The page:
Presentation Type

Poster

Title of Abstract

Johan Nieuhof: Travelogue and Early Modern Consumer

Abstract

In recent years, scholars have increasingly scrutinized early modern European travelogues for their value as historical sources of both global and non-Western histories. My thesis evaluates one of these sources that originated with the notes of Johan Nieuhof, a Dutch East India Company purser who accompanied an embassy to China between 1655 and 1657, that by the work of an enterprising Amsterdam printer named van Meurs became a consumer good with a modest circulation among Europe’s contemporary urban centers.

Beyond the unique information and set of original sketches whose substantive content remained undoctored in the transformation from notes to travelogue, the printer’s efforts also led to new levels of success in a commercial activity that previously reached a far smaller audience. Through his successful reformatting and sale of exotic information about a mythical empire on the other side of the world, van Meurs’ successfully tapped the new demand among a literate Dutch middle class with the disposable income necessary indulge in conspicuous consumption. More importantly, I argue that the information assembled together into a book represents both the ability and the need to reaffirm collective beliefs within early modern Dutch society about a cultural other.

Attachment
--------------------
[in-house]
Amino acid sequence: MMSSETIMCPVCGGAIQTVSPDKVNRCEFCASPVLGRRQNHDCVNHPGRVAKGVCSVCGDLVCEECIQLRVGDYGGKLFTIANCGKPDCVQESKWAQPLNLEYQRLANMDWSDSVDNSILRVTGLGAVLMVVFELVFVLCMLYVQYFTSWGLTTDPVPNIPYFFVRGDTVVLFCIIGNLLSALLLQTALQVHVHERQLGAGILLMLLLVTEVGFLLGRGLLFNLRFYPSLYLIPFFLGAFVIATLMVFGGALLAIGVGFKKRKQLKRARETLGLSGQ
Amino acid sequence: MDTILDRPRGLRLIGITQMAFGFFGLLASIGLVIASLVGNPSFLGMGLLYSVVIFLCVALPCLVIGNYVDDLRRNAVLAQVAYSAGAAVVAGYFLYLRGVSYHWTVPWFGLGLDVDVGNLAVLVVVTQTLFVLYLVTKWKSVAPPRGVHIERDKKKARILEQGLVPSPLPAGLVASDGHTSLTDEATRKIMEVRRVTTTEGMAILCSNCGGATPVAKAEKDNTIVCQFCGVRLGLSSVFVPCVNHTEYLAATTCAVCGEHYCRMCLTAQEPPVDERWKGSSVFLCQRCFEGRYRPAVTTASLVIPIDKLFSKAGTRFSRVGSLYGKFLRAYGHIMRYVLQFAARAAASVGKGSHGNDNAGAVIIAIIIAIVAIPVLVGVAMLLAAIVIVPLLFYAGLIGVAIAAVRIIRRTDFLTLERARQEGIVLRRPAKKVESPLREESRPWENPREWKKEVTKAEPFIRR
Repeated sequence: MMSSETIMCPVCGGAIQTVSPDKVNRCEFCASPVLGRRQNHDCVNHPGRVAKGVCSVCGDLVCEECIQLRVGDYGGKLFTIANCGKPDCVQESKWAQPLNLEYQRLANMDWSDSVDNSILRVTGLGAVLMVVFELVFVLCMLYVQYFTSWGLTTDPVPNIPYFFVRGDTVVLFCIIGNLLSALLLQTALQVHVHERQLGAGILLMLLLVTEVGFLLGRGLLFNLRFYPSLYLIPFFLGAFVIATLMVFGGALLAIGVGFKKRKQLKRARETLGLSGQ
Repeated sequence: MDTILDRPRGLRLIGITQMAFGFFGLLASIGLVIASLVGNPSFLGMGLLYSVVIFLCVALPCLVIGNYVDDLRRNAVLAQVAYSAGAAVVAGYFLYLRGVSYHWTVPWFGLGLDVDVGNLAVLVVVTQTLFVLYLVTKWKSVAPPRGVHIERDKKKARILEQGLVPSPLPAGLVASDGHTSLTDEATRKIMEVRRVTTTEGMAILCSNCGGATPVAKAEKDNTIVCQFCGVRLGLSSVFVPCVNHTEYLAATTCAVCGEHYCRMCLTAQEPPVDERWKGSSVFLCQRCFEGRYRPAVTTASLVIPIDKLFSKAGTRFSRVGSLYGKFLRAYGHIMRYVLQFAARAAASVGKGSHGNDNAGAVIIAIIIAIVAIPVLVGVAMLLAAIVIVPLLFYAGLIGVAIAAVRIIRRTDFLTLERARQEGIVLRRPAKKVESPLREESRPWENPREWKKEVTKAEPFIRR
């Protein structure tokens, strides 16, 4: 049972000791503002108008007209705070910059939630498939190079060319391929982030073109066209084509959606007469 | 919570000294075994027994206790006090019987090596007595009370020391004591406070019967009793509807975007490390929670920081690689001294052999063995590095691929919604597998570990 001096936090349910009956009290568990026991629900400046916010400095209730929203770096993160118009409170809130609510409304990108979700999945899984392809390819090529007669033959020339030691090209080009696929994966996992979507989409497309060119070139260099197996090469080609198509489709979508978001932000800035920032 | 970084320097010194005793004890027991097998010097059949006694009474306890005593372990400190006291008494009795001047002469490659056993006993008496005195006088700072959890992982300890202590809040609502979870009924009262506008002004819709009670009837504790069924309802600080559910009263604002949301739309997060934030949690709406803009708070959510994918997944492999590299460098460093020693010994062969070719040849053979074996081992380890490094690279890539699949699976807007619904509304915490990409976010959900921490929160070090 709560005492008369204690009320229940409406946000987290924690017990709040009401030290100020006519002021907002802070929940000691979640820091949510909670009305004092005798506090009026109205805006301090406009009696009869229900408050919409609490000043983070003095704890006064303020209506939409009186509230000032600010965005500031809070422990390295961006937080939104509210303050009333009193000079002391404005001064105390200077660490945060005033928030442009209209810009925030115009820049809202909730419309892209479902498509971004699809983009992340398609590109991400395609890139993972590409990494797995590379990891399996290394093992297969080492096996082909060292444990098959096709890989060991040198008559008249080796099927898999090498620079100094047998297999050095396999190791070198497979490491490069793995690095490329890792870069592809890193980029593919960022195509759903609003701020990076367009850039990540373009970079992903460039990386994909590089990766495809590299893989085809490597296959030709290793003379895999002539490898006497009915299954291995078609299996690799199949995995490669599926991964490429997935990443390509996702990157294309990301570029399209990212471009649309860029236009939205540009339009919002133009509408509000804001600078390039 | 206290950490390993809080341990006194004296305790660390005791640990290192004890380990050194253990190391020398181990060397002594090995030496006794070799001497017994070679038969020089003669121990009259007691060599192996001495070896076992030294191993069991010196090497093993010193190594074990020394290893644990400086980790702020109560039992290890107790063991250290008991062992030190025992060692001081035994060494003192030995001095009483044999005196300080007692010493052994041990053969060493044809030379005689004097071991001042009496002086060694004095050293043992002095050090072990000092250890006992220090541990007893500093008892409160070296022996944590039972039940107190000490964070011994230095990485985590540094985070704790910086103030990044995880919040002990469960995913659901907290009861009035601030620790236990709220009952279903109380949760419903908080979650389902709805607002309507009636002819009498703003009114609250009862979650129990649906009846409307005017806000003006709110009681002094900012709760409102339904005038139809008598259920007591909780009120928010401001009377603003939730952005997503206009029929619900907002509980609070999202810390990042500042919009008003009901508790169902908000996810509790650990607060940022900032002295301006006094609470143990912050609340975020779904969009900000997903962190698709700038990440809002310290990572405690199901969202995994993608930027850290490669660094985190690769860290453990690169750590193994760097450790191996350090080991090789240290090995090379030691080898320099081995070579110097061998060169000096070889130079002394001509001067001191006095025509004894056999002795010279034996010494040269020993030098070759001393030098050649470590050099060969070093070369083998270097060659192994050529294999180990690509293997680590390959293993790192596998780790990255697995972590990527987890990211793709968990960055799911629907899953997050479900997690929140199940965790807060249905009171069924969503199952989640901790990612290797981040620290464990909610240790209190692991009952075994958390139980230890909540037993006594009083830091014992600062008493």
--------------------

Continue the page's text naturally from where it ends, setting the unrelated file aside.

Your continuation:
Categories

Humanities

Research Type

Thesis

Mentor Information

Dr. Kees Boterbloem

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Johan Nieuhof: Travelogue and Early Modern Consumer

In recent years, scholars have increasingly scrutinized early modern European travelogues for their value as historical sources of both global and non-Western histories. My thesis evaluates one of these sources that originated with the notes of Johan Nieuhof, a Dutch East India Company purser who accompanied an embassy to China between 1655 and 1657, that by the work of an enterprising Amsterdam printer named van Meurs became a consumer good with a modest circulation among Europe’s contemporary urban centers.

Beyond the unique information and set of original sketches whose substantive content remained undoctored in the transformation from notes to travelogue, the printer’s efforts also led to new levels of success in a commercial activity that previously reached a far smaller audience. Through his successful reformatting and sale of exotic information about a mythical empire on the other side of the world, van Meurs’ successfully tapped the new demand among a literate Dutch middle class with the disposable income necessary indulge in conspicuous consumption. More importantly, I argue that the information assembled together into a book represents both the ability and the need to reaffirm collective beliefs within early modern Dutch society about a cultural other.